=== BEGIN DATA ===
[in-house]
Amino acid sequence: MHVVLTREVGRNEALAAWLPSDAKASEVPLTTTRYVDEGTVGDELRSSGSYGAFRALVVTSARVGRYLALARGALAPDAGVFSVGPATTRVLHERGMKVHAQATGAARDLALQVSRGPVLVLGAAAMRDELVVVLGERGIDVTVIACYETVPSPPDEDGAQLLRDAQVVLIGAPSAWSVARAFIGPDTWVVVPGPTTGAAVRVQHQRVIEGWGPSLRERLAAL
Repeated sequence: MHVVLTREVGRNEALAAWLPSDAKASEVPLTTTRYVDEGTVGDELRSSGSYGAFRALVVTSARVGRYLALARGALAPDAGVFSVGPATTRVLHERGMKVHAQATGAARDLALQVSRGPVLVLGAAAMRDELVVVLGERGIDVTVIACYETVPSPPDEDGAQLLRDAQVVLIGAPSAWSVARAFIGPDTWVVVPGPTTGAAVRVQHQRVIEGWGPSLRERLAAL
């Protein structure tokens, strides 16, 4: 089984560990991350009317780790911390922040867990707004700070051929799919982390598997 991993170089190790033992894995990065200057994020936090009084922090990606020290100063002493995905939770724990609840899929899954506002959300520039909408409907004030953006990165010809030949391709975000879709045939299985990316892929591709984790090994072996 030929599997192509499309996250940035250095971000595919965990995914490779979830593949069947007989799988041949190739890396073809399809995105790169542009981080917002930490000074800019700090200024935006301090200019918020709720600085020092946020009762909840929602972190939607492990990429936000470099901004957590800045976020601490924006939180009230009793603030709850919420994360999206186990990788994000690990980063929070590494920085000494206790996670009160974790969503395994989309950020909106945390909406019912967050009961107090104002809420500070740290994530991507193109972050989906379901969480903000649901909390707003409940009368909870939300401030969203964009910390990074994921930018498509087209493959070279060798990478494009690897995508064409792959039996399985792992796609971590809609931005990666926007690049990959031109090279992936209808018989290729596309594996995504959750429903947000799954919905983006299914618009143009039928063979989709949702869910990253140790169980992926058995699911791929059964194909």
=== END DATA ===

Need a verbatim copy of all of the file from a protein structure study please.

[in-house]
Amino acid sequence: MHVVLTREVGRNEALAAWLPSDAKASEVPLTTTRYVDEGTVGDELRSSGSYGAFRALVVTSARVGRYLALARGALAPDAGVFSVGPATTRVLHERGMKVHAQATGAARDLALQVSRGPVLVLGAAAMRDELVVVLGERGIDVTVIACYETVPSPPDEDGAQLLRDAQVVLIGAPSAWSVARAFIGPDTWVVVPGPTTGAAVRVQHQRVIEGWGPSLRERLAAL
Repeated sequence: MHVVLTREVGRNEALAAWLPSDAKASEVPLTTTRYVDEGTVGDELRSSGSYGAFRALVVTSARVGRYLALARGALAPDAGVFSVGPATTRVLHERGMKVHAQATGAARDLALQVSRGPVLVLGAAAMRDELVVVLGERGIDVTVIACYETVPSPPDEDGAQLLRDAQVVLIGAPSAWSVARAFIGPDTWVVVPGPTTGAAVRVQHQRVIEGWGPSLRERLAAL
């Protein structure tokens, strides 16, 4: 089984560990991350009317780790911390922040867990707004700070051929799919982390598997 991993170089190790033992894995990065200057994020936090009084922090990606020290100063002493995905939770724990609840899929899954506002959300520039909408409907004030953006990165010809030949391709975000879709045939299985990316892929591709984790090994072996 030929599997192509499309996250940035250095971000595919965990995914490779979830593949069947007989799988041949190739890396073809399809995105790169542009981080917002930490000074800019700090200024935006301090200019918020709720600085020092946020009762909840929602972190939607492990990429936000470099901004957590800045976020601490924006939180009230009793603030709850919420994360999206186990990788994000690990980063929070590494920085000494206790996670009160974790969503395994989309950020909106945390909406019912967050009961107090104002809420500070740290994530991507193109972050989906379901969480903000649901909390707003409940009368909870939300401030969203964009910390990074994921930018498509087209493959070279060798990478494009690897995508064409792959039996399985792992796609971590809609931005990666926007690049990959031109090279992936209808018989290729596309594996995504959750429903947000799954919905983006299914618009143009039928063979989709949702869910990253140790169980992926058995699911791929059964194909």